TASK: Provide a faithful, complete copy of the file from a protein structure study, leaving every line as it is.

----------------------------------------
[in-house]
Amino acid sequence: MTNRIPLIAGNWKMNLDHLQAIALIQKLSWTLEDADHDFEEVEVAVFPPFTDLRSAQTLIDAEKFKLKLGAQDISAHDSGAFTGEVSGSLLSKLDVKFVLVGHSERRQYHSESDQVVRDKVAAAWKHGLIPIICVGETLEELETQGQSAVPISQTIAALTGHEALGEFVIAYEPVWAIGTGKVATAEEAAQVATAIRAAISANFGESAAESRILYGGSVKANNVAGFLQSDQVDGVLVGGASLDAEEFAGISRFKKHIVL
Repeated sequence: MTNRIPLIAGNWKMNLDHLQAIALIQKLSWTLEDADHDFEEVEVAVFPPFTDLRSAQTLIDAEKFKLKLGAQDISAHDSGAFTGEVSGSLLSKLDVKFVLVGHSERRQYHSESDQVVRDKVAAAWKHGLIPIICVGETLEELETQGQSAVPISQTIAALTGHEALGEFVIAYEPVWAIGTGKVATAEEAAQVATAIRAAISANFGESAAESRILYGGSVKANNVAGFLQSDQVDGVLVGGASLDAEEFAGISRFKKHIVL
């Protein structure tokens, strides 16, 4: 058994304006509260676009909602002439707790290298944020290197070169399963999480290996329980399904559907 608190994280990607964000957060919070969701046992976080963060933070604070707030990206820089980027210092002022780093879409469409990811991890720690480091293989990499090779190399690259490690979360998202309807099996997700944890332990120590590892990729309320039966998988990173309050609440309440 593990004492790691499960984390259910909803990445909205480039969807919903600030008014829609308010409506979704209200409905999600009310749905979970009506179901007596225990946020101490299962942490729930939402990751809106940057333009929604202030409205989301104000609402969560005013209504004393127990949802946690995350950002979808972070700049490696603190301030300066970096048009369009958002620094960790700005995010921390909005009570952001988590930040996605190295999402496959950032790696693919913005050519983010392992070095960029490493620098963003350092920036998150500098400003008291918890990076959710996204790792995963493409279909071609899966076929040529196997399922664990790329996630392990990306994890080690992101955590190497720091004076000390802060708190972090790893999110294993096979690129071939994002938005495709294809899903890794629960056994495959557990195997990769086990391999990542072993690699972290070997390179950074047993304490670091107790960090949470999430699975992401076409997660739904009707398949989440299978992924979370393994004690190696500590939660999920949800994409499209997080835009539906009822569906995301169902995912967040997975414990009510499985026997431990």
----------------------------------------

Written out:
[in-house]
Amino acid sequence: MTNRIPLIAGNWKMNLDHLQAIALIQKLSWTLEDADHDFEEVEVAVFPPFTDLRSAQTLIDAEKFKLKLGAQDISAHDSGAFTGEVSGSLLSKLDVKFVLVGHSERRQYHSESDQVVRDKVAAAWKHGLIPIICVGETLEELETQGQSAVPISQTIAALTGHEALGEFVIAYEPVWAIGTGKVATAEEAAQVATAIRAAISANFGESAAESRILYGGSVKANNVAGFLQSDQVDGVLVGGASLDAEEFAGISRFKKHIVL
Repeated sequence: MTNRIPLIAGNWKMNLDHLQAIALIQKLSWTLEDADHDFEEVEVAVFPPFTDLRSAQTLIDAEKFKLKLGAQDISAHDSGAFTGEVSGSLLSKLDVKFVLVGHSERRQYHSESDQVVRDKVAAAWKHGLIPIICVGETLEELETQGQSAVPISQTIAALTGHEALGEFVIAYEPVWAIGTGKVATAEEAAQVATAIRAAISANFGESAAESRILYGGSVKANNVAGFLQSDQVDGVLVGGASLDAEEFAGISRFKKHIVL
């Protein structure tokens, strides 16, 4: 058994304006509260676009909602002439707790290298944020290197070169399963999480290996329980399904559907 608190994280990607964000957060919070969701046992976080963060933070604070707030990206820089980027210092002022780093879409469409990811991890720690480091293989990499090779190399690259490690979360998202309807099996997700944890332990120590590892990729309320039966998988990173309050609440309440 593990004492790691499960984390259910909803990445909205480039969807919903600030008014829609308010409506979704209200409905999600009310749905979970009506179901007596225990946020101490299962942490729930939402990751809106940057333009929604202030409205989301104000609402969560005013209504004393127990949802946690995350950002979808972070700049490696603190301030300066970096048009369009958002620094960790700005995010921390909005009570952001988590930040996605190295999402496959950032790696693919913005050519983010392992070095960029490493620098963003350092920036998150500098400003008291918890990076959710996204790792995963493409279909071609899966076929040529196997399922664990790329996630392990990306994890080690992101955590190497720091004076000390802060708190972090790893999110294993096979690129071939994002938005495709294809899903890794629960056994495959557990195997990769086990391999990542072993690699972290070997390179950074047993304490670091107790960090949470999430699975992401076409997660739904009707398949989440299978992924979370393994004690190696500590939660999920949800994409499209997080835009539906009822569906995301169902995912967040997975414990009510499985026997431990």